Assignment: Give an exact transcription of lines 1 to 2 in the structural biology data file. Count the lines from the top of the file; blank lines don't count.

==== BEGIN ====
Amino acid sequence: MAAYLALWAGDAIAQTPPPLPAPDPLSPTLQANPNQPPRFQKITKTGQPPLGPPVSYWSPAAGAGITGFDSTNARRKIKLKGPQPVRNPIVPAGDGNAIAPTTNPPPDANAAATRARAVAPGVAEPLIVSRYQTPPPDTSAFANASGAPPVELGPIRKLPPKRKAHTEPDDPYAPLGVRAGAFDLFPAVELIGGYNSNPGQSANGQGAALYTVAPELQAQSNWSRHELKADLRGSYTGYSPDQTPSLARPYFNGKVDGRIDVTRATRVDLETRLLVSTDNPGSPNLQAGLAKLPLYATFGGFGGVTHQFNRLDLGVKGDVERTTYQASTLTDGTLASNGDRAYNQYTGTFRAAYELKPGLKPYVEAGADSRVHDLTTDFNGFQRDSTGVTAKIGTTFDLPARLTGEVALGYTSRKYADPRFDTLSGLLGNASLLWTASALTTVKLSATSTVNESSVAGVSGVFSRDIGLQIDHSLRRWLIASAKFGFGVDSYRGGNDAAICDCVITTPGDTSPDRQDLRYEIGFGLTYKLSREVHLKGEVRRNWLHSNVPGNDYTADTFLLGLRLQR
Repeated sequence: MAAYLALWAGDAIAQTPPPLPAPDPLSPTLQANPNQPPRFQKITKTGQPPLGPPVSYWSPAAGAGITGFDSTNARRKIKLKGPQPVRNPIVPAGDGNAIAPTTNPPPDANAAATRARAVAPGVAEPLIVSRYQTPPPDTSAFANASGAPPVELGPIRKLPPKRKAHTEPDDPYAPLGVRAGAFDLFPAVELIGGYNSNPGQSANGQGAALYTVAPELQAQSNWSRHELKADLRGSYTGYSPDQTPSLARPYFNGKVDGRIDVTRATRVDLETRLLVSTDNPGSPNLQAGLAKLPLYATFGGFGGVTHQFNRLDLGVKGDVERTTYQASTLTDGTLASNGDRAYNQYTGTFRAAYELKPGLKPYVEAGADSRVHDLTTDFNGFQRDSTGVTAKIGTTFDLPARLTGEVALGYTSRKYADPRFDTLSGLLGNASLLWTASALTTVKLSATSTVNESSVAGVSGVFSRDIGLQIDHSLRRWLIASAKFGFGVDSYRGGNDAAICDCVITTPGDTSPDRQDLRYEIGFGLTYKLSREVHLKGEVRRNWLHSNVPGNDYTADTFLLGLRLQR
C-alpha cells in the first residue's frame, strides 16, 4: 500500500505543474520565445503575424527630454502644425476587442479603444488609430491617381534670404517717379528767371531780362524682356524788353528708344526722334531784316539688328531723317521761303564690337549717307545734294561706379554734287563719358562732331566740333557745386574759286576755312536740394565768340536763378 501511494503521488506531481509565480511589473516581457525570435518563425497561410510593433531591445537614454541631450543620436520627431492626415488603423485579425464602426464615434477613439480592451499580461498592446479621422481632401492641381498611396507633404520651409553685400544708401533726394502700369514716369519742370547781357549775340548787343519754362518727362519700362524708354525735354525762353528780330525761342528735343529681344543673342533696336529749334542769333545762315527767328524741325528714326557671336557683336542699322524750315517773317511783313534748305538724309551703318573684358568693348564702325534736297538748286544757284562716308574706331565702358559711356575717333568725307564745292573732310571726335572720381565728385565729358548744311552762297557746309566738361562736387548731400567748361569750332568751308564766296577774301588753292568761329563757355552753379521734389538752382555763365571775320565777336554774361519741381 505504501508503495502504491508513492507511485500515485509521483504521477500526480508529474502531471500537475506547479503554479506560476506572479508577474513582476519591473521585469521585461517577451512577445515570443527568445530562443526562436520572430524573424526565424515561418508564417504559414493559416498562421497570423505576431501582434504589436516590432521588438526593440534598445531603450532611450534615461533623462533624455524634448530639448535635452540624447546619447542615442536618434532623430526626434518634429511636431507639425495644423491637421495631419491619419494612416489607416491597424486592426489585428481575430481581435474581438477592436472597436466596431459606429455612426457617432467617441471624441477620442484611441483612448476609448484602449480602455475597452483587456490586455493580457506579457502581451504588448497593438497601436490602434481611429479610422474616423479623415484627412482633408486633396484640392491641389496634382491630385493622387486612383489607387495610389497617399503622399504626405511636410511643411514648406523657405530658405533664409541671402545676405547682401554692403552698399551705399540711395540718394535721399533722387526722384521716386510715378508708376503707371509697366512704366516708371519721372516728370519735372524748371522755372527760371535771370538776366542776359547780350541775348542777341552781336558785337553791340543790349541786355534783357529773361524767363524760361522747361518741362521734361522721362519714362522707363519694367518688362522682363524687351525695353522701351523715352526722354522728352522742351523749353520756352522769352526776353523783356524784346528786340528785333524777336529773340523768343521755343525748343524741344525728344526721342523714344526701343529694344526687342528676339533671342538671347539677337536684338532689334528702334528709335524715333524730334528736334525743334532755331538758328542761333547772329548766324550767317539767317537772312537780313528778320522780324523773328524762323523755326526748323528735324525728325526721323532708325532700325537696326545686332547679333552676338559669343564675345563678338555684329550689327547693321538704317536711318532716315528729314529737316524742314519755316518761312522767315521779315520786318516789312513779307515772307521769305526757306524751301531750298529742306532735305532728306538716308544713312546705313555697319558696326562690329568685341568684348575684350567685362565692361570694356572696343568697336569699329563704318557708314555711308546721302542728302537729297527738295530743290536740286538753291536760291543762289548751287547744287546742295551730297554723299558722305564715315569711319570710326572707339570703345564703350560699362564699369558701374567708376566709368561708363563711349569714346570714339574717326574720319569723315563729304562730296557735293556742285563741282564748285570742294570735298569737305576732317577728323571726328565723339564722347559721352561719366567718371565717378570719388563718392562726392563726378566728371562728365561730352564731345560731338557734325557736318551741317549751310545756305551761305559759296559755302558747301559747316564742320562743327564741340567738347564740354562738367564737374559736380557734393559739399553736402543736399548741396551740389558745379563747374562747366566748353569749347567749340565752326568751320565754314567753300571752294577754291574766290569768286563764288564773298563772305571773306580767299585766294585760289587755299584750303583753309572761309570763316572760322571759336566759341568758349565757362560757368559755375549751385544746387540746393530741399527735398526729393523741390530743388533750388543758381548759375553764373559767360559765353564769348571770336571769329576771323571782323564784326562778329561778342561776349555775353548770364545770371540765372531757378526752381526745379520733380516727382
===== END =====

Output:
Amino acid sequence: MAAYLALWAGDAIAQTPPPLPAPDPLSPTLQANPNQPPRFQKITKTGQPPLGPPVSYWSPAAGAGITGFDSTNARRKIKLKGPQPVRNPIVPAGDGNAIAPTTNPPPDANAAATRARAVAPGVAEPLIVSRYQTPPPDTSAFANASGAPPVELGPIRKLPPKRKAHTEPDDPYAPLGVRAGAFDLFPAVELIGGYNSNPGQSANGQGAALYTVAPELQAQSNWSRHELKADLRGSYTGYSPDQTPSLARPYFNGKVDGRIDVTRATRVDLETRLLVSTDNPGSPNLQAGLAKLPLYATFGGFGGVTHQFNRLDLGVKGDVERTTYQASTLTDGTLASNGDRAYNQYTGTFRAAYELKPGLKPYVEAGADSRVHDLTTDFNGFQRDSTGVTAKIGTTFDLPARLTGEVALGYTSRKYADPRFDTLSGLLGNASLLWTASALTTVKLSATSTVNESSVAGVSGVFSRDIGLQIDHSLRRWLIASAKFGFGVDSYRGGNDAAICDCVITTPGDTSPDRQDLRYEIGFGLTYKLSREVHLKGEVRRNWLHSNVPGNDYTADTFLLGLRLQR
Repeated sequence: MAAYLALWAGDAIAQTPPPLPAPDPLSPTLQANPNQPPRFQKITKTGQPPLGPPVSYWSPAAGAGITGFDSTNARRKIKLKGPQPVRNPIVPAGDGNAIAPTTNPPPDANAAATRARAVAPGVAEPLIVSRYQTPPPDTSAFANASGAPPVELGPIRKLPPKRKAHTEPDDPYAPLGVRAGAFDLFPAVELIGGYNSNPGQSANGQGAALYTVAPELQAQSNWSRHELKADLRGSYTGYSPDQTPSLARPYFNGKVDGRIDVTRATRVDLETRLLVSTDNPGSPNLQAGLAKLPLYATFGGFGGVTHQFNRLDLGVKGDVERTTYQASTLTDGTLASNGDRAYNQYTGTFRAAYELKPGLKPYVEAGADSRVHDLTTDFNGFQRDSTGVTAKIGTTFDLPARLTGEVALGYTSRKYADPRFDTLSGLLGNASLLWTASALTTVKLSATSTVNESSVAGVSGVFSRDIGLQIDHSLRRWLIASAKFGFGVDSYRGGNDAAICDCVITTPGDTSPDRQDLRYEIGFGLTYKLSREVHLKGEVRRNWLHSNVPGNDYTADTFLLGLRLQR